Every day we are bombarded with ads for medications to ease the pain of arthritis. The majority of these ads are for a common class of drugs called nonsteroidal anti-inflammatory drugs or NSAIDs. These are very commonly used drugs – more than 30 million Americans take these medications on a daily basis.
NSAIDs include aspirin, over the counter medications like Advil, Motrin, Aleve, Nuprin and the generic version, ibuprofen. A few of the well-known brand name prescription medications within this same class include Naprosyn, Mobic, Indocin, Relafen and Clinoril.
These drugs are also combined with antihistamines and marketed as a sleep aid such as Advil PM. Additionally, NSAIDs are combined with a decongestant and marketed as Motrin Cold and Sinus.
While NSAIDs are very effective medications for lessening inflammation and fever and easing the pain of arthritis, they can also cause serious side effects, mainly in the gastrointestinal (GI) tract.
Both limited and chronic use of NSAIDs can lead to stomach ulcers and may also cause damage to the lining of the small intestines and colon. These injuries are referred to as NSAID-induced gastropathy, enteropathy and colopathy.
The general public is aware of the risk of stomach ulcers, but lesser known is the risk of NSAID-induced intestinal ulcers, strictures, perforation and colitis. Studies in humans taking chronic NSAIDs have shown 50-70% of the individuals have evidence of damage to the small intestines(1,2).
Decreased Intestinal Inflammation: Yet Another Benefit of Probiotics
NSAIDs prevent the production of a protective mucus barrier in the small intestines. Without this protective barrier, bile acids, enzymes and harmful intestinal bacteria are able to damage the intestinal lining cells. However, experimental studies in mice have shown that the NSAIDs cannot cause this injury to the small intestines if the intestinal tract is sterile(4).
Since our intestines and GI tracts are not sterile, a study was undertaken to determine if probiotic bacteria given to individuals taking NSAIDs could protect against small intestinal damage(3). They studied 20 healthy volunteers who took either a placebo or a probiotic. All volunteers received indomethacin, and their stools were collected to measure for a protein called calprotectin. This protein is increased in stools if there is damage to the intestines(4).
The study found that the volunteers receiving the placebo had a statistically significant increase in calprotectin concentration in their stools beginning on the second day of taking indomethacin compared to the group that received the probiotic. The authors concluded that the results of this study suggest that a probiotic given before and during indomethacin therapy could be useful in decreasing intestinal inflammation. They recommended that further studies be performed to confirm their results.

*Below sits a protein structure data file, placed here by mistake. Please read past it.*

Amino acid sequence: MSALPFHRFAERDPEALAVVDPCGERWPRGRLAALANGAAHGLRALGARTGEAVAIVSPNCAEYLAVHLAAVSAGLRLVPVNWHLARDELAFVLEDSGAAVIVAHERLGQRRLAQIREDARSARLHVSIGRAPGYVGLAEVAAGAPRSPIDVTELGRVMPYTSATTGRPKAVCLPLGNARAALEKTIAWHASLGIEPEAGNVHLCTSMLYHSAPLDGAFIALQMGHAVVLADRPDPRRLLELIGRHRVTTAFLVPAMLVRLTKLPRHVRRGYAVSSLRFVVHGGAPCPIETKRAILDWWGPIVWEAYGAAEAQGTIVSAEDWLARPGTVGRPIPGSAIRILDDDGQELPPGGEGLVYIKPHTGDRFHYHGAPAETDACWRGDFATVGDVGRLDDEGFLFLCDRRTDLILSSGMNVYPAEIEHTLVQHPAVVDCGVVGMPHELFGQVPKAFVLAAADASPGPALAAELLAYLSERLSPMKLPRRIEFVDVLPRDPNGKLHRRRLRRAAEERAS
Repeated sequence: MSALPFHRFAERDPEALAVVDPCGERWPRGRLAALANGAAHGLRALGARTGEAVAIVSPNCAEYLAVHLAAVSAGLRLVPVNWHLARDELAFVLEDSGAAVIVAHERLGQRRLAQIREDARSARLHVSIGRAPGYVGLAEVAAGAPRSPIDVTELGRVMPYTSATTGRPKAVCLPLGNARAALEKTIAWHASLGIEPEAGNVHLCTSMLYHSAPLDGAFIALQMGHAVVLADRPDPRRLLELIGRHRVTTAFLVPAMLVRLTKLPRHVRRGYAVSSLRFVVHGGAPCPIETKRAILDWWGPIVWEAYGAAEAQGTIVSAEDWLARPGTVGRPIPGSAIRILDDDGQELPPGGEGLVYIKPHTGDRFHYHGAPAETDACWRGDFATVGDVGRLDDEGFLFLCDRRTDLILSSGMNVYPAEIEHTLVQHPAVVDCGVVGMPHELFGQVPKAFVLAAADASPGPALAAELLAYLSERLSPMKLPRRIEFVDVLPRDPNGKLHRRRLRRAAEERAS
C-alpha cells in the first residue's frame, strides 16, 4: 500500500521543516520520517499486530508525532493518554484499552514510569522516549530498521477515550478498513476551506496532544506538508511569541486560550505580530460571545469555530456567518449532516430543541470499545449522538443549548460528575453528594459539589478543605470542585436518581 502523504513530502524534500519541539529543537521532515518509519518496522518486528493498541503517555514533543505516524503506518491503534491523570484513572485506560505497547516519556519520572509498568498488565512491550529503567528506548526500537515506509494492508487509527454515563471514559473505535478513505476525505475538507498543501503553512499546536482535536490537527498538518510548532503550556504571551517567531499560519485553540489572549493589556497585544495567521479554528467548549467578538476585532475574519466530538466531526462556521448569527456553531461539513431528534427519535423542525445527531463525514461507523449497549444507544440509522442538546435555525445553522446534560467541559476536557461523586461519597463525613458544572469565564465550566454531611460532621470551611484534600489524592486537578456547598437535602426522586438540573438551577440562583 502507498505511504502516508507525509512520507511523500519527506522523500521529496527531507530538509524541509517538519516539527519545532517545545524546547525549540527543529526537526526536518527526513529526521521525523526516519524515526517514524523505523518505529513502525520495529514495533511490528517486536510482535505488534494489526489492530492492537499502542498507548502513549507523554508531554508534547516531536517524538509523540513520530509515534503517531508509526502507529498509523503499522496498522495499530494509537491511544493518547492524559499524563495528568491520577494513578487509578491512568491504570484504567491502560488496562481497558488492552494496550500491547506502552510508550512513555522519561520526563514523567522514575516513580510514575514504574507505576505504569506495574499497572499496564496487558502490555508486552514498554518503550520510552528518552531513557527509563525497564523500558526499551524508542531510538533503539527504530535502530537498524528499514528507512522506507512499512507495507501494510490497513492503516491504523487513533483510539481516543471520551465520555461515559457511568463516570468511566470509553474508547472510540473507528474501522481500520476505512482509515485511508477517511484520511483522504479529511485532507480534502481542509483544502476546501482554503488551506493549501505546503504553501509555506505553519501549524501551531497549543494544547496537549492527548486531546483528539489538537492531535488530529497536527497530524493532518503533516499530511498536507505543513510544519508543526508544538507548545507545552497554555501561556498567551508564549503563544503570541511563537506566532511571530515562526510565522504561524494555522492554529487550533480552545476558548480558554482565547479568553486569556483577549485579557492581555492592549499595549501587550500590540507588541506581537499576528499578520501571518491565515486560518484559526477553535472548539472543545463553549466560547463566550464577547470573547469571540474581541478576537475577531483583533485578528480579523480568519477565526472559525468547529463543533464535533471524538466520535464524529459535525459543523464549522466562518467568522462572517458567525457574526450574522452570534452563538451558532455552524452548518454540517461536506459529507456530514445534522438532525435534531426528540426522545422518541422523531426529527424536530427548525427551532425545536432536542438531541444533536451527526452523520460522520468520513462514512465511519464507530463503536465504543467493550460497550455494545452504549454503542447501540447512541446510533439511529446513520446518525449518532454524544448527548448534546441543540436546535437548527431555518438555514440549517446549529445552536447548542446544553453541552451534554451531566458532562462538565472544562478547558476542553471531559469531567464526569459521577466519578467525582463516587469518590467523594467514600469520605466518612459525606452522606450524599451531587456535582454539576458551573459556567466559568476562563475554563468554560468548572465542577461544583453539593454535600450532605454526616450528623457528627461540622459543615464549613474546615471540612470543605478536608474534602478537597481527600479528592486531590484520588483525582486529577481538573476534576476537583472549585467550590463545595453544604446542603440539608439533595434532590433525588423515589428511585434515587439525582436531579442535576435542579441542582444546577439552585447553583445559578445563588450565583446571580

Take Home Message
Each year scientific studies are discovering new health benefits of probiotics. Based on the current study, I would suggest if individuals need to be on NSAID drugs, they should consider taking a probiotic with a mixture of bacteria in a dose of greater than 10 billon per serving – like EndoMune Advanced.
Finally, I think it is important for the general population to understand that taking NSAIDs in any form has potential adverse effects and the risks versus benefits should be considered.
Thank you for your interest in EndoMune.
Eat healthy, exercise and live well!
Dr. Lawrence Hoberman
(1) Is non-steroidal anti-inflammatory drug (NSAID) enteropathy clinically more important than NSAID gastropathy? Adebayo D, Bjarnason I.Postgrad Med J. 2006 Mar;82(965):186-91
(2) Present status and strategy of NSAIDs-induced small bowel injury. Higuchi K, Umegaki E, Watanabe T, Yoda Y, Morita E, Murano M, Tokioka S, Arakawa T.J Gastroenterol. 2009;44(9):879-88. Epub 2009 Jul 1
(3) The effects of a probiotic mixture on NSAID enteropathy: a randomized, double-blind, cross-over, placebo-controlled study.Montalto M, Gallo A, Curigliano V, D’Onofrio F, Santoro L, Covino M, Dalvai S, Gasbarrini A, Gasbarrini G.Aliment Pharmacol Ther. 2010 Apr 7
(4) Fecal calprotectin as a promising marker of inflammatory diseases. Paduchova Z, Durackova Z.Bratisl Lek Listy. 2009;110(10):598-602.